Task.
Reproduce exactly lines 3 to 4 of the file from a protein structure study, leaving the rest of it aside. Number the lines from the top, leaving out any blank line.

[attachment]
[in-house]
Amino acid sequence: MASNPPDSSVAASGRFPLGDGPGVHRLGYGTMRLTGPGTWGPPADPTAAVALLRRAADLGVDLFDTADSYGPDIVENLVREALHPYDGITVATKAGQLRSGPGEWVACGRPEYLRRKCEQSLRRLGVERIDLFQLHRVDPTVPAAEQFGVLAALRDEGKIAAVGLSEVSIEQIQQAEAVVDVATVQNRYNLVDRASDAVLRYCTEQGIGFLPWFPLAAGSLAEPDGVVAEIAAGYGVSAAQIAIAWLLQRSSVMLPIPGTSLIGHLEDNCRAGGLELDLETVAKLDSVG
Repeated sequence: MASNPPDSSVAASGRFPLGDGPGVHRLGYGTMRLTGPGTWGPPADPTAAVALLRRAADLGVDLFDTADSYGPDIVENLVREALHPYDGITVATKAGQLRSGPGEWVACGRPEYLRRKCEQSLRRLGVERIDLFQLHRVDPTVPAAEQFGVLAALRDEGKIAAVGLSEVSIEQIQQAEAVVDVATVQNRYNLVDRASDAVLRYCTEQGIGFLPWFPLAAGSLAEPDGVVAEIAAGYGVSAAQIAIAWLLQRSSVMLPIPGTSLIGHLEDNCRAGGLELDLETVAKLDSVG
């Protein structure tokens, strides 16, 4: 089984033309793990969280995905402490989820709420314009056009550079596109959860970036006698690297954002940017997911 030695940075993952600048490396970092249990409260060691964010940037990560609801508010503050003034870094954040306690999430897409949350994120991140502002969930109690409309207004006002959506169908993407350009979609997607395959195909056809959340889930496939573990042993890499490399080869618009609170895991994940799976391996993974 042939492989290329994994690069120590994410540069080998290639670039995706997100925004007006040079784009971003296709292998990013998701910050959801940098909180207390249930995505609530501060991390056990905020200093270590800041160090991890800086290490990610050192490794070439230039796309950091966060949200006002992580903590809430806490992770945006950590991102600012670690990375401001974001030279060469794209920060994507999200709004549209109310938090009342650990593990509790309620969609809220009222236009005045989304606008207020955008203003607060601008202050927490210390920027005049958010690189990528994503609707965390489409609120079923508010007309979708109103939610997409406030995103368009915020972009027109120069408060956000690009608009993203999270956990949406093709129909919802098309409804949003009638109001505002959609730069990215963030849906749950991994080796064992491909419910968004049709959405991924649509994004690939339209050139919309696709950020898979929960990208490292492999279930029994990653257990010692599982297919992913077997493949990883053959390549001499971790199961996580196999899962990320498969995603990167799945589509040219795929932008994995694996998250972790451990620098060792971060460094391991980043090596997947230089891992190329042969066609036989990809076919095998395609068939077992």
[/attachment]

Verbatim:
Repeated sequence: MASNPPDSSVAASGRFPLGDGPGVHRLGYGTMRLTGPGTWGPPADPTAAVALLRRAADLGVDLFDTADSYGPDIVENLVREALHPYDGITVATKAGQLRSGPGEWVACGRPEYLRRKCEQSLRRLGVERIDLFQLHRVDPTVPAAEQFGVLAALRDEGKIAAVGLSEVSIEQIQQAEAVVDVATVQNRYNLVDRASDAVLRYCTEQGIGFLPWFPLAAGSLAEPDGVVAEIAAGYGVSAAQIAIAWLLQRSSVMLPIPGTSLIGHLEDNCRAGGLELDLETVAKLDSVG
């Protein structure tokens, strides 16, 4: 089984033309793990969280995905402490989820709420314009056009550079596109959860970036006698690297954002940017997911 030695940075993952600048490396970092249990409260060691964010940037990560609801508010503050003034870094954040306690999430897409949350994120991140502002969930109690409309207004006002959506169908993407350009979609997607395959195909056809959340889930496939573990042993890499490399080869618009609170895991994940799976391996993974 042939492989290329994994690069120590994410540069080998290639670039995706997100925004007006040079784009971003296709292998990013998701910050959801940098909180207390249930995505609530501060991390056990905020200093270590800041160090991890800086290490990610050192490794070439230039796309950091966060949200006002992580903590809430806490992770945006950590991102600012670690990375401001974001030279060469794209920060994507999200709004549209109310938090009342650990593990509790309620969609809220009222236009005045989304606008207020955008203003607060601008202050927490210390920027005049958010690189990528994503609707965390489409609120079923508010007309979708109103939610997409406030995103368009915020972009027109120069408060956000690009608009993203999270956990949406093709129909919802098309409804949003009638109001505002959609730069990215963030849906749950991994080796064992491909419910968004049709959405991924649509994004690939339209050139919309696709950020898979929960990208490292492999279930029994990653257990010692599982297919992913077997493949990883053959390549001499971790199961996580196999899962990320498969995603990167799945589509040219795929932008994995694996998250972790451990620098060792971060460094391991980043090596997947230089891992190329042969066609036989990809076919095998395609068939077992």